The New Face of Al Jazeera | The Nation


The New Face of Al Jazeera

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After years of a near-monopoly in the televised Arab media, Al Jazeera has inspired countless imitators throughout the Arab world. The only competitor that has come close is Al Arabiya. Jazeera still holds a majority market share, a remarkable accomplishment after more than ten years. And Jazeera has forced the Arab governments to at least consider the possible media consequences of their actions, something that would have been unthinkable before the network's 1996 launch.

Research for this article was made possible by The Stanley Foundation.

About the Author

Kristen Gillespie
Kristen Gillespie is a reporter based in Amman, Jordan.

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The Jordan-US free-trade agreement was supposed to be a labor-rights model. It's been a disaster.

Jazeera's pandering to the so-called Arab street feeds off and into the anger of a part of Arab society that is spoiling for a fight--people who are angry about what they consider Western decadence and the oppression of Muslims. It may also offer solace or diversion to the many who are poor and politically powerless, and who feel that their government does not address their concerns in any way.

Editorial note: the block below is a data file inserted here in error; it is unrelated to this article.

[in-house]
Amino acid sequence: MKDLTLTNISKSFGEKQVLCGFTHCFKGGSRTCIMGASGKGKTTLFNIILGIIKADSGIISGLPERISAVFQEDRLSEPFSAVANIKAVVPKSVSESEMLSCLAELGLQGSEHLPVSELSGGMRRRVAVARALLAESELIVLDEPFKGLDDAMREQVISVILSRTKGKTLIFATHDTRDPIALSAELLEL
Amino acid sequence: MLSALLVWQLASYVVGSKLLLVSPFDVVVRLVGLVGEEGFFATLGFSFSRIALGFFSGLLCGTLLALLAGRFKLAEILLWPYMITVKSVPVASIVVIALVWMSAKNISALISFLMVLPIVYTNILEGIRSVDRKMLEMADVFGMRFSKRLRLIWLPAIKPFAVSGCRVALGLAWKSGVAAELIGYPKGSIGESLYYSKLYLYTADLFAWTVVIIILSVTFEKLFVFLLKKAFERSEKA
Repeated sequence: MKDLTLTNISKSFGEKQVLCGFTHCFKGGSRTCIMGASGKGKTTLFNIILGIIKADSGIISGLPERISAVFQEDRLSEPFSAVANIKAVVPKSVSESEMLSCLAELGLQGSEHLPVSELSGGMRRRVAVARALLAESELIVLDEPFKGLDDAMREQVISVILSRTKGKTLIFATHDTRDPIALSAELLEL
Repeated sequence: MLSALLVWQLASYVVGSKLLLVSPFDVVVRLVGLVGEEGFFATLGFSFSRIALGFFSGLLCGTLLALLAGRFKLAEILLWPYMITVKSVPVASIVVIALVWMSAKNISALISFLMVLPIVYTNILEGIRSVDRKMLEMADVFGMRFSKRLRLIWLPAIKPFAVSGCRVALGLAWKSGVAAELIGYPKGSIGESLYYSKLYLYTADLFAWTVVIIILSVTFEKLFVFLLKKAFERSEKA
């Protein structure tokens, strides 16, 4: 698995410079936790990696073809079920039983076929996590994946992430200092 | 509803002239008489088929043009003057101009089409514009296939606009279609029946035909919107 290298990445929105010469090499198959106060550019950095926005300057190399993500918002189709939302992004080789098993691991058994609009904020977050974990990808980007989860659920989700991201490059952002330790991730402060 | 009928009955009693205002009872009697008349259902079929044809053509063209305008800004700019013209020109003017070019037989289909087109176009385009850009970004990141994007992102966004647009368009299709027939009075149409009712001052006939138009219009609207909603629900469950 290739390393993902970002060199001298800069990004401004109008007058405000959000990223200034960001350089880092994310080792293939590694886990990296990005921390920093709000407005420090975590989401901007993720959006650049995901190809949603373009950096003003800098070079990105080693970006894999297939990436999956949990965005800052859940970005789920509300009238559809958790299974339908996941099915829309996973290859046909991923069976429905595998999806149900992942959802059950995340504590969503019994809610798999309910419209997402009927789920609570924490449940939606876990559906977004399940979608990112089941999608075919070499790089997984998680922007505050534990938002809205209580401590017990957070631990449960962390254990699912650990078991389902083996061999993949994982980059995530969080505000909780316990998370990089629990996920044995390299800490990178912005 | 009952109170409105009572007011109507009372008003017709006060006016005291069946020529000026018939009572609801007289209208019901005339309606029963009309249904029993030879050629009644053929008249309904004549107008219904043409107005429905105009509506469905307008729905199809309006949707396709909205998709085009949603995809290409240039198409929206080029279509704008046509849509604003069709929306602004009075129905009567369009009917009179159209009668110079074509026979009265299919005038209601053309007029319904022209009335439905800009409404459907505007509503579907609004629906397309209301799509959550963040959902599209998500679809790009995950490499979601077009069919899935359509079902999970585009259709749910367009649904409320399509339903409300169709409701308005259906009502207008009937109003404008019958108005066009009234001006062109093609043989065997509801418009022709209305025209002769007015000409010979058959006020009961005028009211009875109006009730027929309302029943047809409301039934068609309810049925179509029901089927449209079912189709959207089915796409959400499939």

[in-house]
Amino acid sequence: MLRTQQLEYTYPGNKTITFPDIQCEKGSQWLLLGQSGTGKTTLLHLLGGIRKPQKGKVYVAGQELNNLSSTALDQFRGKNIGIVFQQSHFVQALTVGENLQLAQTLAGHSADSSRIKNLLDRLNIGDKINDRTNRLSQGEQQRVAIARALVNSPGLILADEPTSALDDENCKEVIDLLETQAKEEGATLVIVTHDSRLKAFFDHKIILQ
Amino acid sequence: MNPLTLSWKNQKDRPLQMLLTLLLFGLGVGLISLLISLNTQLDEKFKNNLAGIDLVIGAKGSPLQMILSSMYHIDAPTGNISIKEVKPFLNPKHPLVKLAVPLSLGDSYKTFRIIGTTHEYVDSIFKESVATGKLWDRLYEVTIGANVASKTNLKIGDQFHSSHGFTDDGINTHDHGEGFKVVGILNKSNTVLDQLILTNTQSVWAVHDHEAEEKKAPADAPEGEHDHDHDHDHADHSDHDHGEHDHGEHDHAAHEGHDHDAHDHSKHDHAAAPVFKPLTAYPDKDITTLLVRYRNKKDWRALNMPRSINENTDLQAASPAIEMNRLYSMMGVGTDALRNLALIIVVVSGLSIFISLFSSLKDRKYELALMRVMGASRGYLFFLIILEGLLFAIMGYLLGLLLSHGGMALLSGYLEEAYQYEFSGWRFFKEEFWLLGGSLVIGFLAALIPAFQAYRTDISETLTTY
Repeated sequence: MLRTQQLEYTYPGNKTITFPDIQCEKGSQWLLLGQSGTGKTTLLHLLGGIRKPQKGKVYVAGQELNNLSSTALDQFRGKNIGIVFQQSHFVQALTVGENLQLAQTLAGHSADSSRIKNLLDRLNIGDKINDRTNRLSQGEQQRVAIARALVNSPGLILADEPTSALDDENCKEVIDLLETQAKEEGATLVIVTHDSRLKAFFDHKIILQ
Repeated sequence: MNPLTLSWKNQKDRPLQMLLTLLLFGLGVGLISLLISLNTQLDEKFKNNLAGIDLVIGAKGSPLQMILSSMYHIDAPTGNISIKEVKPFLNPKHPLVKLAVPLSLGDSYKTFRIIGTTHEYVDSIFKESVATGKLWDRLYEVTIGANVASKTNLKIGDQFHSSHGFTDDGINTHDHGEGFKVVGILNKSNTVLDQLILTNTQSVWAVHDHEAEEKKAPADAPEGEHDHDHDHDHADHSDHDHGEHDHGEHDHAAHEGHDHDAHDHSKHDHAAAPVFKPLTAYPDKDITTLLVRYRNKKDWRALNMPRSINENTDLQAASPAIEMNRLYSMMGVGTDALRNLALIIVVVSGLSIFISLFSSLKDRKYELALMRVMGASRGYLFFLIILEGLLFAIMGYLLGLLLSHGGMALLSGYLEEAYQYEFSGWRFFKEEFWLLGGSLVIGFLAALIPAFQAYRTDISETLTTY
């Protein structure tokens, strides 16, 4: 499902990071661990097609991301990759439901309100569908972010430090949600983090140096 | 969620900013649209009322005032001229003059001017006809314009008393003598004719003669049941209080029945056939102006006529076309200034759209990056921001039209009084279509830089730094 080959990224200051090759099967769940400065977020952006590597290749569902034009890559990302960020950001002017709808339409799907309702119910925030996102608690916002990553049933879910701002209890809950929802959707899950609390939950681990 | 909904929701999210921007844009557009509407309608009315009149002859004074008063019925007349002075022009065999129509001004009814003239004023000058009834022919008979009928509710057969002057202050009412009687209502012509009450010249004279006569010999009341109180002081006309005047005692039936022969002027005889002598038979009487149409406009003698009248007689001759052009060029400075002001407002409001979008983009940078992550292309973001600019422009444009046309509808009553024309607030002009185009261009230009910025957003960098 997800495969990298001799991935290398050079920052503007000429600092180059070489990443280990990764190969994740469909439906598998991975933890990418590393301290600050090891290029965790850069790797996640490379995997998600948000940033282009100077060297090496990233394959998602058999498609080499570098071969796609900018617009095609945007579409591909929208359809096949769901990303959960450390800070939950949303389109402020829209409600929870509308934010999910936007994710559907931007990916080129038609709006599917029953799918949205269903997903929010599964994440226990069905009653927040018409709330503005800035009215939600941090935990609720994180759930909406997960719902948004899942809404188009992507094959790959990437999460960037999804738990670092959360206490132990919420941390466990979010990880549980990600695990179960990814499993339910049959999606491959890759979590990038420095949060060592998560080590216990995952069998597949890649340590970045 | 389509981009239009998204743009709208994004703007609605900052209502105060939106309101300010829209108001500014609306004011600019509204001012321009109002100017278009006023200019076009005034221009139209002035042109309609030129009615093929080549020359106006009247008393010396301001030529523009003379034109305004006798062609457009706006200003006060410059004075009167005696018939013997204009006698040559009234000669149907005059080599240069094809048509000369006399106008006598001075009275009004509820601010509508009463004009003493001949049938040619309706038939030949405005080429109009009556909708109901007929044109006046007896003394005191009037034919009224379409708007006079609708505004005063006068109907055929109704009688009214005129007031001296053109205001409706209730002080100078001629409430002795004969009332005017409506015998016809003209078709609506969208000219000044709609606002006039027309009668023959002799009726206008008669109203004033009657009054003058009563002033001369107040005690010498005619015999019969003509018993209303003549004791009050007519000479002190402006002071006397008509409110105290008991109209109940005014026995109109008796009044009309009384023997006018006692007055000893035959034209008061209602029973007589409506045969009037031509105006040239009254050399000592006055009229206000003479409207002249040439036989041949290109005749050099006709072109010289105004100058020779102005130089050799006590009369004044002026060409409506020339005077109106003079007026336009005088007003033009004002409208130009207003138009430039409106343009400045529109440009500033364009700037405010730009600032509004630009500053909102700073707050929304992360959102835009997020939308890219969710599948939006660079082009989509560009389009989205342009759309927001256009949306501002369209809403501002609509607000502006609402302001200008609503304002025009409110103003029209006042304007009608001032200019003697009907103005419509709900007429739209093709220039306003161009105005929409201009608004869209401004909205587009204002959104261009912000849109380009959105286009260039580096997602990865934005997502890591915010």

What Jazeera misses is the middle-class Arab population that isn't angry, that has given up on politics and doesn't have time to call in to these programs. They try to ignore their governments, which have so little to offer. And when such people turn on the television, says Nidal Mansour, they expect entertainment. For those who regularly watch Al Jazeera, the constant parade of blood and guts may even have an inuring effect. "Al Jazeera turned death into yet another boring soap opera," says Mansour.

In a region so controlled for so long, Al Jazeera created a mainstream, Arab-centered narrative for the Israel-Palestine conflict and others in the region. But for all its achievements, the grip of repressive Arab regimes seems to be as tight as ever. Ten years of breaking taboos, promoting reform, exposing corruption and rigged elections has meant those governments have to work a little harder to cover up their abuses. But power is still very much centralized. Jazeera has a tangible impact on public opinion, but that public has--so far--failed to mobilize and seriously challenge the dictatorships.

"Arab governments saw this kind of [free] media change nothing," says Faisal Yassiri, Al Jazeera's former Baghdad bureau chief. "It's just coffeehouse talk."

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